As evangelicalism has pursued cultural influence, it has not been without eloquent voices of caution from within its ranks. Many have pointed out the errors of our ways, and have called for repentance and a new direction. Thus far, few have heeded the message.
David F. Wells
Fundamentalism was a walled city; evangelicalism is a city. Fundamentalism always had an air of embattlement about it, of being an island in a sea of unremitting hostility. Evangelicalism has reacted against this sense of psychological isolation. It has lowered the barricades. . . The great sin in the eyes of Fundamentalism is to compromise; the great sin in the eyes of evangelicalism is to be too narrow.
The church is not just another interest group or political action committee. Our goals must never be set by the standards of this fallen world. . . Our ultimate purpose must never be to “change the culture” but to honor the living God.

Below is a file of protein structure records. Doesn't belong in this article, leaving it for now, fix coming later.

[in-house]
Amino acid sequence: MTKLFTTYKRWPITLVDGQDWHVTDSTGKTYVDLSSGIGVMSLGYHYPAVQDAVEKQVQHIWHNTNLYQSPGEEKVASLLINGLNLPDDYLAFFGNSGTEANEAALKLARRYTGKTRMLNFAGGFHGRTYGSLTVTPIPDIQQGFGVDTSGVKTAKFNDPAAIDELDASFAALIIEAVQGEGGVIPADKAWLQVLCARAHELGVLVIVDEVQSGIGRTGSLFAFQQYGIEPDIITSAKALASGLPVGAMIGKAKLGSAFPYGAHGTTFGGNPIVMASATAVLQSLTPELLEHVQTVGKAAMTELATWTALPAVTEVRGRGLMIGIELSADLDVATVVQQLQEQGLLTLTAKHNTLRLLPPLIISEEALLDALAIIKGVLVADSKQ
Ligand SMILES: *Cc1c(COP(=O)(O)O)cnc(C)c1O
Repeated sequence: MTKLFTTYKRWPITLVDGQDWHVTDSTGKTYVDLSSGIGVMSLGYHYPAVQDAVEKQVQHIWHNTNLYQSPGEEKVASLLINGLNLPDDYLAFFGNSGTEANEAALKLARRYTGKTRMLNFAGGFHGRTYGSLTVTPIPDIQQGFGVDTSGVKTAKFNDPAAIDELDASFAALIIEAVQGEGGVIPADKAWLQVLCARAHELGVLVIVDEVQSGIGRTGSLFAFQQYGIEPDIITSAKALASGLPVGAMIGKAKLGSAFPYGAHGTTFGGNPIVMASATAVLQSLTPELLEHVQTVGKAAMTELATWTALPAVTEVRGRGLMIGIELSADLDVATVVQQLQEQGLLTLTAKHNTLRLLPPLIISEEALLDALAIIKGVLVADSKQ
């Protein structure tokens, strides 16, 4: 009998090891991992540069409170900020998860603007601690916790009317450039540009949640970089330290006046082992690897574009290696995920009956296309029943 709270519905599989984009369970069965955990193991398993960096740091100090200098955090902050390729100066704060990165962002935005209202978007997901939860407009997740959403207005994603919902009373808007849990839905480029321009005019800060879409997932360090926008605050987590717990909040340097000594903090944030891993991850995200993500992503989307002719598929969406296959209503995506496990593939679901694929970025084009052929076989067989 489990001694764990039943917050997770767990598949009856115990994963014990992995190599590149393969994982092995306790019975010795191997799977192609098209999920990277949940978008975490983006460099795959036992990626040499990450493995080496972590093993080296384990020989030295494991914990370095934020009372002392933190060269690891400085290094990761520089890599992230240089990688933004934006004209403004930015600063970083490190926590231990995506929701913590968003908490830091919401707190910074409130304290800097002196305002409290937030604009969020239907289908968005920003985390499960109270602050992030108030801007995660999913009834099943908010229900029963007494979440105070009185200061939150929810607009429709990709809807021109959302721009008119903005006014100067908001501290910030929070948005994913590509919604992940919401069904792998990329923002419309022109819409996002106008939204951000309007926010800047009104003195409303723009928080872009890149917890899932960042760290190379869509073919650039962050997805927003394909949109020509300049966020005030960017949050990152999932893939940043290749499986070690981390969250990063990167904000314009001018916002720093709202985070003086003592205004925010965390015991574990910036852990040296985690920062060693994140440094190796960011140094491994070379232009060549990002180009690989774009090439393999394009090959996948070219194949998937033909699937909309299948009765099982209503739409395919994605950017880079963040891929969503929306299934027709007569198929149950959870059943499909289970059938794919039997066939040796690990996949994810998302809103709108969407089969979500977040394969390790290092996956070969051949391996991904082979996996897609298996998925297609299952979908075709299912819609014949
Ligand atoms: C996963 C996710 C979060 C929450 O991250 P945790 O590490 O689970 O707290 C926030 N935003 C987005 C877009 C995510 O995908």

Michael Scott Horton
We are going to have to realize that America is a mission field, not a battlefield.
James M. Boice
To the extent that the doctrines of the Bible no longer guide preaching, teaching, publishing, evangelism, worship, and the daily life of the people of God, to that extent evangelicalism has declined to become a movement that is shaped only by popular whim and sentimentality.
We are not to be of the world. But neither are we to be out of it. Both extremes malign God’s intentions for us and those that God has placed around us. Both obscure the divine imperative to simultaneously live justly, love mercy, and walk humbly with our God.
David F. Wells
It is surely a great irony that what evangelicals have most surrendered in the hope of becoming culturally relevant is what, in fact, now makes them culturally irrelevant. This is true of each of the major defining characteristics of evangelicalism: the revealing work of the Father, the redeeming work of the Son, and the regenerating work of the Spirit.